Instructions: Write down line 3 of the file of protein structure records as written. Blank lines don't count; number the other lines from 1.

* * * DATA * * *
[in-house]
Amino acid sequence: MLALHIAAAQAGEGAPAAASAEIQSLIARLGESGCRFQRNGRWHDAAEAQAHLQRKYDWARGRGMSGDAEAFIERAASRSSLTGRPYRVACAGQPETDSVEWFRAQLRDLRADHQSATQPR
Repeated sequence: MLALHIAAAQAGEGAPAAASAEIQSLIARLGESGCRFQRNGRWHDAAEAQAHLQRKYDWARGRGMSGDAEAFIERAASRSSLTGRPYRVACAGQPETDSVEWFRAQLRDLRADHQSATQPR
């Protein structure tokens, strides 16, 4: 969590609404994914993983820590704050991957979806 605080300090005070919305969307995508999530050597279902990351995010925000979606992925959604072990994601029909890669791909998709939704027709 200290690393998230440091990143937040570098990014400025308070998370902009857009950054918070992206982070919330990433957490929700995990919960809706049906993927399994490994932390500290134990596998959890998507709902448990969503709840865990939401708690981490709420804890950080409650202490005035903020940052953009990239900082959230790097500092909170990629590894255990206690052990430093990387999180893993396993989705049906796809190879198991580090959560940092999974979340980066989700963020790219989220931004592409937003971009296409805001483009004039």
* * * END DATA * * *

Repeated sequence: MLALHIAAAQAGEGAPAAASAEIQSLIARLGESGCRFQRNGRWHDAAEAQAHLQRKYDWARGRGMSGDAEAFIERAASRSSLTGRPYRVACAGQPETDSVEWFRAQLRDLRADHQSATQPR